Given Malaysia’s importance as one of the world’s few successful Muslim states, it is noteworthy that the West and its media have adopted a complacent attitude toward recent Malaysian developments. The Commonwealth failed to send observers to the 2013 election. The West has, in other words, ignored the fact that UMNO’s post-modern version of Oriental despotism has become highly divisive. “Once UMNO loses,” Mahathir observed, “it cannot be rehabilitated.” UMNO, however, is fragmenting, caught between the rock of reform and the hard place of its traditional, authoritarian racial politics. The rise of political and militant Islam, which is also ethnically coded in terms of Malay identity, is the outward and visible sign of the internal erosion of UMNO's authority.
 Amy Chew, “ISIS, Malaysia and the Risks of Lost Moral Authority,” The Diplomat, March 22, 2016.
 See David Camroux, “State Responses to Islamic resurgence in Malaysia: Accommodation, Co-option and Confrontation,” Asian Survey 36,9 (1996): 855-860.
 Marc Sageman, Understanding Terror Networks (Philadelphia: University of Pennsylvania Press, 2004), chapter 5.
 M. Tito Karnavian, Explaining Islamist Insurgencies (London: Imperial Press, 2015) 43.
 Aliza Shah, “Malaysian Suicide Bomber Kills 13,” New Straits Times (Kuala Lumpur), January 31, 2016, accessed July 14, 2016, .
 “Read more than 200 Indonesians and Malaysians Fighting for ISIS Arm Kalibah Nusantara,” The Straits Times, January 17, 2016, accessed July 14, 2016, .
 Prashanath Paramesawaran, “Read more ISIS Attacks Likely Amid Leadership Rivalry,” The Diplomat February 4, 2016.
 Amy Chew, “ISIS Malaysia and the Risks of Lost Moral Authority,” The Diplomat, March 22, 2016.
 Rachel Middleton, “Malaysian Prime Minister Najib Razak Warns ISIS Threat Very Real,” International Business Times, January 25, 2016, accessed July 14, 2016, .
 Farik Zolkepli, “Civil servant and housewife detained for IS links,” The Star Online, March 24, 2015, accessed April 1, 2015, .
 “Four New Terrorist Groups Operating in Malaysia Now,” Straits Times, July 1, 2014, accessed July 2, 2014, .
 “Islamic State Militants Have Putrajaya in Crosshairs, Bukit Aman Says,” The Malaymail Online, August 11, 2014, accessed August 11, 2014, .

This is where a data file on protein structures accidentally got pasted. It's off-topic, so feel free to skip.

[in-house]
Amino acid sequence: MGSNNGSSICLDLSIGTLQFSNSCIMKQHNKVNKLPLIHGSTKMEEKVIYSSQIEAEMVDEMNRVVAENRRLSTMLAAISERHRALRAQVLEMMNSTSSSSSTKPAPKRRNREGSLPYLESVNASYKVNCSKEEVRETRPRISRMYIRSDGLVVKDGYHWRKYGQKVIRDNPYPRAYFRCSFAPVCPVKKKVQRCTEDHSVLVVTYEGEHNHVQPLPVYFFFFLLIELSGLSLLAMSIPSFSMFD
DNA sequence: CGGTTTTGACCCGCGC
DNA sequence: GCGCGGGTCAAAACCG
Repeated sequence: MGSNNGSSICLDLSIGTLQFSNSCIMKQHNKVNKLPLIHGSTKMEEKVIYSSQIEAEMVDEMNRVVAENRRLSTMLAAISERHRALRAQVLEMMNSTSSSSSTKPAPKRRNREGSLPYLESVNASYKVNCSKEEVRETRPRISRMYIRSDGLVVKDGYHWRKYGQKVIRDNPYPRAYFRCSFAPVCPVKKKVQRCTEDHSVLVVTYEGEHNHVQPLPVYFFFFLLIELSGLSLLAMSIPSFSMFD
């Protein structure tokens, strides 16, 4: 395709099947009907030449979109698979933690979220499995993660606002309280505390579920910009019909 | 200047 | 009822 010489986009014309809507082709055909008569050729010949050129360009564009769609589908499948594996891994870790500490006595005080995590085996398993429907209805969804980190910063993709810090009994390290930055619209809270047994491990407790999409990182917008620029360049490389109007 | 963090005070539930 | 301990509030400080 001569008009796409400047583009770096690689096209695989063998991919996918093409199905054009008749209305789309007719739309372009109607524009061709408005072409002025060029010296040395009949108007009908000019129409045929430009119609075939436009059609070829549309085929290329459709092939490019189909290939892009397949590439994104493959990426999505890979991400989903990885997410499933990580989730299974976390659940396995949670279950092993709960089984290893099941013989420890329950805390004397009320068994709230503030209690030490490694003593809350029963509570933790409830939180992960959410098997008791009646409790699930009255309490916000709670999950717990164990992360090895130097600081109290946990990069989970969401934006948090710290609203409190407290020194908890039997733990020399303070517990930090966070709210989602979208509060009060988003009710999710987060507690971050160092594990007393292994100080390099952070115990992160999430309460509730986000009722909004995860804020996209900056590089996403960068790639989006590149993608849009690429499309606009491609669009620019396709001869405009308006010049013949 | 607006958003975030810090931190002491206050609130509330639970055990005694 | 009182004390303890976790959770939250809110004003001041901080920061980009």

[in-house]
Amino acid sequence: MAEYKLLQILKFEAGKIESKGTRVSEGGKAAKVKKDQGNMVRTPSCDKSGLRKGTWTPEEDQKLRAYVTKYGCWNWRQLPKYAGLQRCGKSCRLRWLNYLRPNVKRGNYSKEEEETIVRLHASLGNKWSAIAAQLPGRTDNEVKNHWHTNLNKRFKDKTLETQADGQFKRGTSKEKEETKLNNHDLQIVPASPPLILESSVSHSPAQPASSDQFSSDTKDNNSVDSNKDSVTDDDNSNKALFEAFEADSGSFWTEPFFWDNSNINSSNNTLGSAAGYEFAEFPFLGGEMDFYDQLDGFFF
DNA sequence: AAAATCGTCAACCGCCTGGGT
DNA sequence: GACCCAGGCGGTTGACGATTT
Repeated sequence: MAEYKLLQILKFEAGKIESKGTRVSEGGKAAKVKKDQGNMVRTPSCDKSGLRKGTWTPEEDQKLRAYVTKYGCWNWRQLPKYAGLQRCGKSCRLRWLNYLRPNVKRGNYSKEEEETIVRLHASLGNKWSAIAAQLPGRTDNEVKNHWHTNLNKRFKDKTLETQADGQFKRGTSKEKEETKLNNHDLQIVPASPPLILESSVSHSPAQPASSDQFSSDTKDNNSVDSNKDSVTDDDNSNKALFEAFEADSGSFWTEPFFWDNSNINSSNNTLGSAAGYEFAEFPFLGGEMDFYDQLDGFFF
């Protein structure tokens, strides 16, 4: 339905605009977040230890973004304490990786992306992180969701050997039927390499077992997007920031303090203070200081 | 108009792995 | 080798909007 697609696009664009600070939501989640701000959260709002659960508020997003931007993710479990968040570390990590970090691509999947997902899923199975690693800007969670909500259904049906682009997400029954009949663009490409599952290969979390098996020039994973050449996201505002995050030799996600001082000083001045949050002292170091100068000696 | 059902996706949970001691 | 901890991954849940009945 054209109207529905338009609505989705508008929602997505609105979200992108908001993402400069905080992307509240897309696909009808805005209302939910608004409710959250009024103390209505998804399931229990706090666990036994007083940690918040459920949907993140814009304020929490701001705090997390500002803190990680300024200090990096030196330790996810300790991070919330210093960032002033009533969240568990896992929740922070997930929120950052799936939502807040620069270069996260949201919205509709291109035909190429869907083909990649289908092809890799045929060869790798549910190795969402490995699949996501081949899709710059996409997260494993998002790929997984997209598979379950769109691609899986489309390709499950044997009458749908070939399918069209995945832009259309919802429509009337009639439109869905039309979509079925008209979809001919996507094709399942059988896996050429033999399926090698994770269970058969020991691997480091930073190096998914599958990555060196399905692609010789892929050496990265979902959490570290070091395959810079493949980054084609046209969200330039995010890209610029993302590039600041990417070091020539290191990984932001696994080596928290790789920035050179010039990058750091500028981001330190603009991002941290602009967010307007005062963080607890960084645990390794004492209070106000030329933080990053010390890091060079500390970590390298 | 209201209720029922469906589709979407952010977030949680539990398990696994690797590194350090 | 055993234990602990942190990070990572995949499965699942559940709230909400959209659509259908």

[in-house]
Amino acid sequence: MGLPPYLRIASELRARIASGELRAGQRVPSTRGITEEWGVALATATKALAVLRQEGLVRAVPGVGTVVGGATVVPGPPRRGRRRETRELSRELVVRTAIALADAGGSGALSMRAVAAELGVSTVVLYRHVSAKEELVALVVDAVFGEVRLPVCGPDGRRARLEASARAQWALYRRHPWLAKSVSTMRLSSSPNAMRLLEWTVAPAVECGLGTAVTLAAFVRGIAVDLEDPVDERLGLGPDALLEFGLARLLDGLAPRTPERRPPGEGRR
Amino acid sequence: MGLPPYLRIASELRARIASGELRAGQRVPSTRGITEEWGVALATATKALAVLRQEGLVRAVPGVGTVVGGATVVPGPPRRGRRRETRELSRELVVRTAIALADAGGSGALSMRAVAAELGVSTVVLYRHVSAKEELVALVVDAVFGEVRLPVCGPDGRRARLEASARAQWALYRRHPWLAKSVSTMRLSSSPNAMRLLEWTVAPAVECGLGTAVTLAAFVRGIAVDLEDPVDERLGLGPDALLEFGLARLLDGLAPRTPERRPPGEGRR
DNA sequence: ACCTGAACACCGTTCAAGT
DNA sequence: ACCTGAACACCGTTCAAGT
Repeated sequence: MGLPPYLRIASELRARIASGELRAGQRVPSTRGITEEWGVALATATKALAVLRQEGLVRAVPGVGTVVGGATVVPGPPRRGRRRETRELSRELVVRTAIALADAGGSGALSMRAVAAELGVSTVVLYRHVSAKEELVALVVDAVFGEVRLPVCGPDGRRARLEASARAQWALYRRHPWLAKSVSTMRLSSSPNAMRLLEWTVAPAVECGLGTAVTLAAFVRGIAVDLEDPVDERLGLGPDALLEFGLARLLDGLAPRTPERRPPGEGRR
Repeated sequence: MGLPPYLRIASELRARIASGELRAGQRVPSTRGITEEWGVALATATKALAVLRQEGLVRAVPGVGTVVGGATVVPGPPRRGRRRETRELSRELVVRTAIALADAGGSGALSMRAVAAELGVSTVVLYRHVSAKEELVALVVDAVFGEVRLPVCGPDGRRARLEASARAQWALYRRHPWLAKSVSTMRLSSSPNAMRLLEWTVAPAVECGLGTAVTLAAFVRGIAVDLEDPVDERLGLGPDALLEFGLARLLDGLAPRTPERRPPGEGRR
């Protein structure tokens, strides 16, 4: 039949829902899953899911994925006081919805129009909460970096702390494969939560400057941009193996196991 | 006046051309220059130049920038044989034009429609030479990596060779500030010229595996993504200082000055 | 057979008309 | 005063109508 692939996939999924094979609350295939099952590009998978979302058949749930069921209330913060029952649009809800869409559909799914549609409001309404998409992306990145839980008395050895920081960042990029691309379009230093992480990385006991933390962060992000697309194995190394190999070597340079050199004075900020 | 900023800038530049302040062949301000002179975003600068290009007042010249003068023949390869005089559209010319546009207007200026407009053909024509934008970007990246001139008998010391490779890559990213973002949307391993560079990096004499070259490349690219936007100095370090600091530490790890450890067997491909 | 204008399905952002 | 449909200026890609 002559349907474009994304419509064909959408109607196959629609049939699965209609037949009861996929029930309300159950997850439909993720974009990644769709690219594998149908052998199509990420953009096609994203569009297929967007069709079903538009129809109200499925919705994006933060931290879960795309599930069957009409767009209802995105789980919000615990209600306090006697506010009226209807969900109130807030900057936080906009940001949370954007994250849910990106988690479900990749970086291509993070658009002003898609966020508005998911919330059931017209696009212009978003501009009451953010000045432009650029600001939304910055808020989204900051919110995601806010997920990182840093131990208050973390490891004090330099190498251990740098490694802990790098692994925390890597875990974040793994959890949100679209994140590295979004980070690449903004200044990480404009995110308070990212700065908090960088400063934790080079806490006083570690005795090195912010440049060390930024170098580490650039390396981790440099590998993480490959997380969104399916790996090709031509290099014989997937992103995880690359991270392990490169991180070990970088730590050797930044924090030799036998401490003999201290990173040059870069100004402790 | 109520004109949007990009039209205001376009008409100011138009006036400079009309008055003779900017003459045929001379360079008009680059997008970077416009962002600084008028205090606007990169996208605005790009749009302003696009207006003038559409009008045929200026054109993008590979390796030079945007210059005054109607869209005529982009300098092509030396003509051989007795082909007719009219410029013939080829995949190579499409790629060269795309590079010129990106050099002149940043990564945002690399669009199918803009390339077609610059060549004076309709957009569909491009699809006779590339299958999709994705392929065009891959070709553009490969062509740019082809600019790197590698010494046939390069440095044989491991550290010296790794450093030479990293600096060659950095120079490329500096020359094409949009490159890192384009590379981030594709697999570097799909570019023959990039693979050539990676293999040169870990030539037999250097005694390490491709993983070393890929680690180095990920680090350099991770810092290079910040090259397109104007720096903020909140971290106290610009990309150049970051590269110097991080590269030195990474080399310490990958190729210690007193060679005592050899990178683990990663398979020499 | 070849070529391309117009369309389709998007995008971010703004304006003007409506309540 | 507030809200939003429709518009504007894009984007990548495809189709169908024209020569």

The population is composed of Malays (63 percent), Chinese (25 percent) and Indians (8 percent); See Chandra Muzaffar, The NEP Development and Alternative Consciousness (Penang: Aliran, 1989) 25-30.
 Or an “Authoritarian Leviathan”. See Dan Slater, Ordering Power: Contentious Politics and Authoritarian Leviathans in South East Asia (Cambridge, UK: Cambridge University Press, 2010) 146
 “To lubricate and stimulate the economy, the idea of a nation incorporated with all parties … cooperating … appealed to us.” Mahathir Mohamad, A New Deal for Asia (Kuala Lumpur: Pelanduk, 1999) 89.
 See C. Muzaffar, The NEP 25; In The Malay Dilemma (Singapore: Time Books International, 1970) 31, Mahathir terms the policy constructive protection. In the course of the 1980s, Mahathir preferred the more politically correct notion of affirmative action. See The Way Forward (London:Weidenfeld and Nicholson 1998) 79.
 Mahathir Mohamad “Problems of Democratic Nation-Building in Malaysia,” Solidarity 6,10 (1971) 15.
 World Bank, .
 Shahnon Ahmed used this term to describe the suppression of alternative voices during the Reformasi debate in 1998. See Shahnon Ahmad, Shit Novel Politik Yang Busuk Lagi Membusukan (Pustaka Reka: Kelantan, 1999 ) 56.
 The One Malaysia Development Berhad is a wholly government-owned sovereign wealth fund that Najib inaugurated to promote investment and development. See .
 Jeremy Grant, “”Malaysia’s Chinese Tsunami Puts Najib in a Bind,” Financial Times, May 7, 2013.
 Tom Wright and Ken Brown, “Malaysia’s 1MDB Scandal,” The Wall Street Journal, October 27, 2015, accessed July 14, 2016, . The London-based Sarawak Report first identified the scandal. See “PM’s Anonymous ‘Donation’ Was Transferred Back To Singapore! MAJOR EXCLUSIVE,” Sarawak Report, August 15, 2015.
 “New Anti-terror Laws a Giant Step Backwards Says Global Human Rights Body,” The Malaysian Insider, April 7, 2015.
 Quoted in “Mathathir Slams Najib, Says BN Will Lose Power,” Today Online (Singapore), April 2, 2016, accessed July 14, 2016,